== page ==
She looks towards the door, hopefully. It’s because she wants us to go out of it. The middle-aged woman with the long dark hair and the dry, equivocal mouth, whispering to herself at a table set for two. The waitress doesn’t see that other woman, the smile just the same, the hair a little more salt and pepper, the eyes set in a nest of sparrows’ feet, like the kind of reflection you don’t want to see in the mirror.
“This latest book…it’s about us, isn’t it.”
“Well, kind of…”
Of course the first book was all about me. Aren’t they always? And the others, they were just me showing off – look how I can create a whole cast of people simply through the power of my imagination, look how I can sneak like a tapeworm into this man, this woman, and make you believe they’re as real as your neighbour. Look how I can weave you, yes, you, my reader, into my story until by the last page you’re part of it: it’ll take you a week to find your way out, back to your own world again.
“It’s about re-making. The idea that you can take an individual, a block of marble if you like, and chip away at them until you reveal the other person inside, the person they were meant to be.”
“So it’s about fixing what’s broken,” she said, the corner of her mouth set in that characteristic smile of hers, like the Mona Lisa, medicine in honey. “Setting things right. As if you could take me into a workshop, scrape away a bit here, a bit there, and guess what, I’ve become you!”
“What? No! If anything it should be the other way around, you’re much nicer than I ever was.”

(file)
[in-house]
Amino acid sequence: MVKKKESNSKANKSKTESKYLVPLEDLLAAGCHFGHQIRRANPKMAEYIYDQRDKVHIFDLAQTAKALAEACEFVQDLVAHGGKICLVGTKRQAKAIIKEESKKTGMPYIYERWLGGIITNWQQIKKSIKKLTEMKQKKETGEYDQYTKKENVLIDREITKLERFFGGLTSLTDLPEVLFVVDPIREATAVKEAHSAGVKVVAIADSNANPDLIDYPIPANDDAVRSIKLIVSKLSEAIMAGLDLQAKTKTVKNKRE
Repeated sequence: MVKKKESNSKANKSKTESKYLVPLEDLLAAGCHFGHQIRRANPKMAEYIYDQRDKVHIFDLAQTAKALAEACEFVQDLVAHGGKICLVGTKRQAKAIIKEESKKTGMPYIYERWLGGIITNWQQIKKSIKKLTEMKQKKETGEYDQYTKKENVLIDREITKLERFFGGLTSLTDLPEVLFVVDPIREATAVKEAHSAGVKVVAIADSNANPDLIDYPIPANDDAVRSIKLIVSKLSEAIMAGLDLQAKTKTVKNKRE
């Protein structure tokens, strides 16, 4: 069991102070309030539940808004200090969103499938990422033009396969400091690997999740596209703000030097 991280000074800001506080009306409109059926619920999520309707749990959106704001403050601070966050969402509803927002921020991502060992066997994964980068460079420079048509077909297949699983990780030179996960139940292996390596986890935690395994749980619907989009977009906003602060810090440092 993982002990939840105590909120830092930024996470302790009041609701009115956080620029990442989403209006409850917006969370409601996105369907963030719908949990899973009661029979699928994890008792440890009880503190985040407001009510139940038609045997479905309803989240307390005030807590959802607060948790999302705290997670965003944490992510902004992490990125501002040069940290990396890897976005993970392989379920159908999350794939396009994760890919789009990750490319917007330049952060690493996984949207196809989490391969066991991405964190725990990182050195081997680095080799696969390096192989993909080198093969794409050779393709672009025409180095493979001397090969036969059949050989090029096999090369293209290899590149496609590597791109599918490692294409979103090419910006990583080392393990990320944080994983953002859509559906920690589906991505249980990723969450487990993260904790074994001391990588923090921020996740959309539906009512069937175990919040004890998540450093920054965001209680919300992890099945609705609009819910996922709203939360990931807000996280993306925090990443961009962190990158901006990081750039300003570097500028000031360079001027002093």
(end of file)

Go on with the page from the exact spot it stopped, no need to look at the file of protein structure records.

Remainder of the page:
“Perhaps. But you’re a work of art, sweetheart. My best ever.”
“Exactly. And all the greatest works of art are imperfect, deliberately so.”
“Are you saying I’m not perfect?” Now she’s laughing at me, laughing at herself. The sound of it comes to me from far away, a kind of echo of a laugh.
“It’s funny, I never thought I’d end up a ghostwriter,” says Mum, starting in on my side of the cake. Someone’s got to eat it: I don’t mind. But I do like to have it there in front of me, just as if I still could.
“Fair enough. I never thought I’d end up a ghost,” I reply.
“I’m glad it was your story I got to write, though. Not…Shane Warne’s, or some boring actor with nothing to talk about except his coke habit and a bunch of dropped names…”
We exchange a long, complicit look. Mum reaches for my hand. She was always tactile, always slinging her arm around my shoulders or winding herself around my waist like a girlfriend. Her fingers close on nothing.
“If you hadn’t died….you could have been so many things,” she whispers, because people are staring now. Of course she’s self-conscious: she’s alive. It’s a relief to be done with that, at least. “It should have been your name on those books, not mine…”
“You’re the real writer, Mum, not me….”
“I suppose inspiration has to come from somewhere,” she says, pleased.
It’s time. She’s beginning to fade, or is it me? The room shifts in and out of focus. I kiss her cheek, feel the shiver of the tie that binds us, beginning to stretch and fray.
In the glass window I see her, bent over a copy of my new book – her new book, our new book? – her hair falling over her face to hide it. And for a moment I see myself. We are almost the same age, now…and so alike. Our stories have become one.